Krugman, P. R., Melitz, M. J., & Obstfeld, M. (2017). International trade: theory and policy.

  • $\begingroup$ But in all these brances the mechanisms of the model, the methodology and the mathematics are immensely different. In International Economics and Financial Economics the mechanisms are almost identical. The only difference is in the names. I would say that there are only 2 branches of microeconomics. Partial and General equilibrium. The rest is reduntant only the names change. $\endgroup$ Apr 10, 2020 at 14:18
  • $\begingroup$ @GeorgeNtoulos 1. As someone who used to study physics at university before changing fields to economics I can say that you are not correct. Some models can be literary copy pasted between different subfield a of physics. Mechanics of physics is on large scales more or less same same whether we talk about earth or cosmos (in physics already human sized objects would be relatively large). So sorry but your claim that the methodology and mathematics are immensely different there is plain wrong. In fact I dare to say that in natural sciences the differences between mechanisms and models in... $\endgroup$
    – 1muflon1
    Apr 10, 2020 at 14:29
  • $\begingroup$ ... their relative subfields is often less than in economics - at least judged by physics which I used to study. 2. It’s completely wrong to say that models and mechanics in financial and international economics are identical- for example one of the cornerstones of international economics is basic Ricardian model - a model which does not even have money in it and hence it cannot be even used in financial economics. Sure some models might be same or similar. Again so what that means the models are widely applicable which is good and you still want to organize and categorize science by... $\endgroup$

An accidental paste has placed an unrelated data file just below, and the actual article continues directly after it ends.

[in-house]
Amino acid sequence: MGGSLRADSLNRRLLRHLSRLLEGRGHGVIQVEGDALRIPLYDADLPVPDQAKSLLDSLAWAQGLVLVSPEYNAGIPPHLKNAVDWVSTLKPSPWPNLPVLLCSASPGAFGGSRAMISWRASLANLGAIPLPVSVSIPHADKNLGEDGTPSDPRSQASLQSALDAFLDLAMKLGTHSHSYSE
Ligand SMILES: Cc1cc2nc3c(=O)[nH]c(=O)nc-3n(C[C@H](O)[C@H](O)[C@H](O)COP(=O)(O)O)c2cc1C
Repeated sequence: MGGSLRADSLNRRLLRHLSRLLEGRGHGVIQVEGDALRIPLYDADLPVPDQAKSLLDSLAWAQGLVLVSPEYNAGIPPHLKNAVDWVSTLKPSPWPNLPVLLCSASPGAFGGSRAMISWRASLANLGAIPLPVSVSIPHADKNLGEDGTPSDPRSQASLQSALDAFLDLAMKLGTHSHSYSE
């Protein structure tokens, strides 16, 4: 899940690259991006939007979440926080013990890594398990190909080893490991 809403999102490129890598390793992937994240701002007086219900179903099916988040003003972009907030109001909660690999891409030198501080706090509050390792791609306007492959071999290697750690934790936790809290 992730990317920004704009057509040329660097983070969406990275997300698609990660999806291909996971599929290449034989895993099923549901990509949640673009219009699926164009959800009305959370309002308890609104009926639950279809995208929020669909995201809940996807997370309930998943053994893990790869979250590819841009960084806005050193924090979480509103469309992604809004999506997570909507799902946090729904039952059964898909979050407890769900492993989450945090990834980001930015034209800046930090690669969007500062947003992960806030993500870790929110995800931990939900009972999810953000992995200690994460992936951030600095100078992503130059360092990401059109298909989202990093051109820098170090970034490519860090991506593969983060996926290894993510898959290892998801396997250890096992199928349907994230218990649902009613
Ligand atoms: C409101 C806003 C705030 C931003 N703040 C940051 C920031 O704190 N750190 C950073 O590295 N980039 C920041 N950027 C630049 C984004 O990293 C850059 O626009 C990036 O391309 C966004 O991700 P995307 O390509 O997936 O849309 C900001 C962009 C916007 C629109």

– 1muflon1
    Apr 10, 2020 at 14:32
  • $\begingroup$ ... it’s subject matter too not just by the models - in fact that’s how science mostly should be organized. A standard physical model of gravity can be applied to international trade with complete copy paste just changing names of variables... will you now say that we should not call international economics international economics but physics just because gravity model from physics can be used with just variable names change in economics? That does not make any sense at all... if we would categorize science based on models and not subject matter it would be total chaos $\endgroup$
    – 1muflon1
    Apr 10, 2020 at 14:35
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    $\begingroup$ @GeorgeNtoulos but mechanics is not really a field it’s an area - that’s more like a set of tools or set of models. An equivalent of mechanics in economics would rational choice theory - that’s not really the same comparison. Here a valid comparison is between astrophysics and geophysics for example which both use mechanics the same way as both international economics and financial economics use rational choice theory. So that’s simply false equivalency - you compare areas in physics with subfields in economics instead of subfields with subfields. $\endgroup$
    – 1muflon1
    Apr 10, 2020 at 15:09